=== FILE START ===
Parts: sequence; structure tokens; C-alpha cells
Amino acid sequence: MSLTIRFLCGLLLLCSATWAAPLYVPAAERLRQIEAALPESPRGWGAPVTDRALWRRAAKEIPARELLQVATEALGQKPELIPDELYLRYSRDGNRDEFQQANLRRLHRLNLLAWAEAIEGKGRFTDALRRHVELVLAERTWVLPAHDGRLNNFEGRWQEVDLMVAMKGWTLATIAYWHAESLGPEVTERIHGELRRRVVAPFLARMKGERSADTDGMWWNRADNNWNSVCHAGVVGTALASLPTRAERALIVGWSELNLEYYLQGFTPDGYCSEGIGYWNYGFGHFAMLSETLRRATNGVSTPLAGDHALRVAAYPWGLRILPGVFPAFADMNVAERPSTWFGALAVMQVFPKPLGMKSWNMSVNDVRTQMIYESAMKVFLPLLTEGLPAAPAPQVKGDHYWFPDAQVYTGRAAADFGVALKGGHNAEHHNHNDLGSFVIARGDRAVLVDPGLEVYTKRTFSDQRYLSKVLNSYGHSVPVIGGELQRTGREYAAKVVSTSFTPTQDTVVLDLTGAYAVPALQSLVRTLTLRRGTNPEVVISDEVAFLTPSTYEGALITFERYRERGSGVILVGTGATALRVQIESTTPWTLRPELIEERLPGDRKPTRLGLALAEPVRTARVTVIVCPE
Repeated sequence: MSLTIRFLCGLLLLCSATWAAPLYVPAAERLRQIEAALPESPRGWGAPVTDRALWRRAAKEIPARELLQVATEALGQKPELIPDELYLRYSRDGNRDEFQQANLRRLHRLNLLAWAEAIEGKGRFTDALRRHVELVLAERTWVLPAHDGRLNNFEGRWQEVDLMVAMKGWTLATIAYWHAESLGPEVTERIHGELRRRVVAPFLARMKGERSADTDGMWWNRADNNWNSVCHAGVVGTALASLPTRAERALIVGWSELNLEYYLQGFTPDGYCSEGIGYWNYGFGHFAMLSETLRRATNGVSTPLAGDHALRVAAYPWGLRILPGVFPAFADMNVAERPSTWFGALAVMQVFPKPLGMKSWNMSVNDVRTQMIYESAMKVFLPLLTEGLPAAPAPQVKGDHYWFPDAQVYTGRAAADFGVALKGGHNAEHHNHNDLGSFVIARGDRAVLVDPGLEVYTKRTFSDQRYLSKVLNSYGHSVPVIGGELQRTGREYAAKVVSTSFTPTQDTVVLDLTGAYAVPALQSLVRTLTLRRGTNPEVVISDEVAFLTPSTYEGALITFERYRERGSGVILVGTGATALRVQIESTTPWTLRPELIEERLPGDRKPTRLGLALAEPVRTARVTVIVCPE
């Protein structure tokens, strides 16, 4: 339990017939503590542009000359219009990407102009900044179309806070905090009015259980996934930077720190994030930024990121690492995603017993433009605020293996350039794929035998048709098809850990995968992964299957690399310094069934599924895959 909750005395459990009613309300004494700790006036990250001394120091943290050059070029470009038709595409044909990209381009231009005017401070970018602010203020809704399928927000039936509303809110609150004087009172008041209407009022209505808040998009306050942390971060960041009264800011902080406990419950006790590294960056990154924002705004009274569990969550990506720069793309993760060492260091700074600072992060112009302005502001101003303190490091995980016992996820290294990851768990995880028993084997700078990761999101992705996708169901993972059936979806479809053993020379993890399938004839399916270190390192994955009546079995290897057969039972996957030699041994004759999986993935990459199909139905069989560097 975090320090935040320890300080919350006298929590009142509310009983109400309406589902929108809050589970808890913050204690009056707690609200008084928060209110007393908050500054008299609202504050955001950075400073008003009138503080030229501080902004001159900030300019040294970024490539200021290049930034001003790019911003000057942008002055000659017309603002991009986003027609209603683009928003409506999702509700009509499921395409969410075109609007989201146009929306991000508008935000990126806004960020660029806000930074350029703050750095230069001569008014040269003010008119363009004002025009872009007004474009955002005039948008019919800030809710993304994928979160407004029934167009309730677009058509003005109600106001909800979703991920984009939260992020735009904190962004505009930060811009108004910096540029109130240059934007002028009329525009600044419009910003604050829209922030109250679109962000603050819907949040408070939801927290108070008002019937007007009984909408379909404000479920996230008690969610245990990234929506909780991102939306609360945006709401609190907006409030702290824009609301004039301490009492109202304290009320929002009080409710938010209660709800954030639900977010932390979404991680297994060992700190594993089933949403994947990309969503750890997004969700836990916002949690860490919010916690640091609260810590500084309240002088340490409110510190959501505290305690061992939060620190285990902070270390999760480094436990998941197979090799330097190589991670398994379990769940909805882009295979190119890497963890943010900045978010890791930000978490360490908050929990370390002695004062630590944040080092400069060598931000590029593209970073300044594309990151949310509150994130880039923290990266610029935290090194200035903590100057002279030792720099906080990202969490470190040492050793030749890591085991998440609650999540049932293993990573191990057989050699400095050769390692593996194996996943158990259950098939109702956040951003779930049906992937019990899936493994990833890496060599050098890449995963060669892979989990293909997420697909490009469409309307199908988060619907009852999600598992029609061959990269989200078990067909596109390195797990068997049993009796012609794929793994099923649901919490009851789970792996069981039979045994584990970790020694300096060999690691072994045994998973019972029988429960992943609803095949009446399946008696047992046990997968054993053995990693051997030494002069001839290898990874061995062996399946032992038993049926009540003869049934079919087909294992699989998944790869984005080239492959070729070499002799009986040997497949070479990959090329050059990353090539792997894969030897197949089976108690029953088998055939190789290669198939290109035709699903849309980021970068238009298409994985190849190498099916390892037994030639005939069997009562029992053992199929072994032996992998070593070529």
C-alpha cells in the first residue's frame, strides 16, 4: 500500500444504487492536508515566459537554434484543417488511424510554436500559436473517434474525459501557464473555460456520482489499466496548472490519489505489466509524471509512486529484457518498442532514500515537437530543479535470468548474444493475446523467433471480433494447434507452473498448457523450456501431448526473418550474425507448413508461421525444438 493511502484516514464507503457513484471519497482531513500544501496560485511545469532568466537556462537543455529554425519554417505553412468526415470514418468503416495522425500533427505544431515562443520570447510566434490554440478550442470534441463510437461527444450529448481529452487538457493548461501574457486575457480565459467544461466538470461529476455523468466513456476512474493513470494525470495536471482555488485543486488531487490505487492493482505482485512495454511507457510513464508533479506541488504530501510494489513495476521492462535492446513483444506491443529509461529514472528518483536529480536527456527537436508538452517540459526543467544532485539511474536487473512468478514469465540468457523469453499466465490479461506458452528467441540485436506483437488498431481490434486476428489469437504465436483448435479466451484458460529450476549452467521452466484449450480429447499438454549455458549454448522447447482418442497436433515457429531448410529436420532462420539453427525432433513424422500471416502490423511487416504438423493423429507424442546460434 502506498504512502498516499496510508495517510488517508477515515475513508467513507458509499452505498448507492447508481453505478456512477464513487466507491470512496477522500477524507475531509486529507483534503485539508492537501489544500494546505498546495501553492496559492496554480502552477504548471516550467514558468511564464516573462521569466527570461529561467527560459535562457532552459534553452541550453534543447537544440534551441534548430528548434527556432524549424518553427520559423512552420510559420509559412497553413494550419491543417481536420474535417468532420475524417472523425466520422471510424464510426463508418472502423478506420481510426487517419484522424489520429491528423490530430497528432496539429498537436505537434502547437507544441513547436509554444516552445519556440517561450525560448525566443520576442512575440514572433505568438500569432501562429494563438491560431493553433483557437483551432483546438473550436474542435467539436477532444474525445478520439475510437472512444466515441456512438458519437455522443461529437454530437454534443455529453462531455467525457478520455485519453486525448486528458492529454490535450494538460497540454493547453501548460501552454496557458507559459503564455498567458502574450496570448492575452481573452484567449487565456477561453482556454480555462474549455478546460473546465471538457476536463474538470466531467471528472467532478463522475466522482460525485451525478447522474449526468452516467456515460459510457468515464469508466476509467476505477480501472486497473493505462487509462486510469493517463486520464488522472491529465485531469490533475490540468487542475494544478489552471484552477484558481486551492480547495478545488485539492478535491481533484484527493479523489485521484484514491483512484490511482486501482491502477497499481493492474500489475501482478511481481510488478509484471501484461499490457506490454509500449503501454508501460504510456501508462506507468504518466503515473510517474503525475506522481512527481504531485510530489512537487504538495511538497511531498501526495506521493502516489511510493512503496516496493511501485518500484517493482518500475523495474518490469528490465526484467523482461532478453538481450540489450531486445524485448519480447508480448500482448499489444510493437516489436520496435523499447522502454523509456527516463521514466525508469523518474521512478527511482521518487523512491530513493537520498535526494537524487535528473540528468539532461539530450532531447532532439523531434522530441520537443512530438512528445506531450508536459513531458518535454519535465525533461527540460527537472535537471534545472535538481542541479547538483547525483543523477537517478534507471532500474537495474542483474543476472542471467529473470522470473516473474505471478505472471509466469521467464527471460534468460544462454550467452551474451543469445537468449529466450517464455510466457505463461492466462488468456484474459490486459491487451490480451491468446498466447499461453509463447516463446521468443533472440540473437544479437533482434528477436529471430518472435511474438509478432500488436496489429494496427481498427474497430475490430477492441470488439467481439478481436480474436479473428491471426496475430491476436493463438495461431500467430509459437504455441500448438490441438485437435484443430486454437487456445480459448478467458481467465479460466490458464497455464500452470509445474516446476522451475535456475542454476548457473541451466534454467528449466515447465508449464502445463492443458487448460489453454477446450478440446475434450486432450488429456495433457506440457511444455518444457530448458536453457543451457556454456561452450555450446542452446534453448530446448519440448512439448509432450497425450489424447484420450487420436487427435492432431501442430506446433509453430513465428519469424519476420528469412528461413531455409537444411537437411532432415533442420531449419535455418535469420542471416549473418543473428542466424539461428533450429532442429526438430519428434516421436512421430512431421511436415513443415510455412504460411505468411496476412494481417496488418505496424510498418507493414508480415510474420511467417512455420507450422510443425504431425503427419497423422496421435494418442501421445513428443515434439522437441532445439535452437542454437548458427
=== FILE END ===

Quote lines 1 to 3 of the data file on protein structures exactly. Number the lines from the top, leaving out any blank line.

Parts: sequence; structure tokens; C-alpha cells
Amino acid sequence: MSLTIRFLCGLLLLCSATWAAPLYVPAAERLRQIEAALPESPRGWGAPVTDRALWRRAAKEIPARELLQVATEALGQKPELIPDELYLRYSRDGNRDEFQQANLRRLHRLNLLAWAEAIEGKGRFTDALRRHVELVLAERTWVLPAHDGRLNNFEGRWQEVDLMVAMKGWTLATIAYWHAESLGPEVTERIHGELRRRVVAPFLARMKGERSADTDGMWWNRADNNWNSVCHAGVVGTALASLPTRAERALIVGWSELNLEYYLQGFTPDGYCSEGIGYWNYGFGHFAMLSETLRRATNGVSTPLAGDHALRVAAYPWGLRILPGVFPAFADMNVAERPSTWFGALAVMQVFPKPLGMKSWNMSVNDVRTQMIYESAMKVFLPLLTEGLPAAPAPQVKGDHYWFPDAQVYTGRAAADFGVALKGGHNAEHHNHNDLGSFVIARGDRAVLVDPGLEVYTKRTFSDQRYLSKVLNSYGHSVPVIGGELQRTGREYAAKVVSTSFTPTQDTVVLDLTGAYAVPALQSLVRTLTLRRGTNPEVVISDEVAFLTPSTYEGALITFERYRERGSGVILVGTGATALRVQIESTTPWTLRPELIEERLPGDRKPTRLGLALAEPVRTARVTVIVCPE
Repeated sequence: MSLTIRFLCGLLLLCSATWAAPLYVPAAERLRQIEAALPESPRGWGAPVTDRALWRRAAKEIPARELLQVATEALGQKPELIPDELYLRYSRDGNRDEFQQANLRRLHRLNLLAWAEAIEGKGRFTDALRRHVELVLAERTWVLPAHDGRLNNFEGRWQEVDLMVAMKGWTLATIAYWHAESLGPEVTERIHGELRRRVVAPFLARMKGERSADTDGMWWNRADNNWNSVCHAGVVGTALASLPTRAERALIVGWSELNLEYYLQGFTPDGYCSEGIGYWNYGFGHFAMLSETLRRATNGVSTPLAGDHALRVAAYPWGLRILPGVFPAFADMNVAERPSTWFGALAVMQVFPKPLGMKSWNMSVNDVRTQMIYESAMKVFLPLLTEGLPAAPAPQVKGDHYWFPDAQVYTGRAAADFGVALKGGHNAEHHNHNDLGSFVIARGDRAVLVDPGLEVYTKRTFSDQRYLSKVLNSYGHSVPVIGGELQRTGREYAAKVVSTSFTPTQDTVVLDLTGAYAVPALQSLVRTLTLRRGTNPEVVISDEVAFLTPSTYEGALITFERYRERGSGVILVGTGATALRVQIESTTPWTLRPELIEERLPGDRKPTRLGLALAEPVRTARVTVIVCPE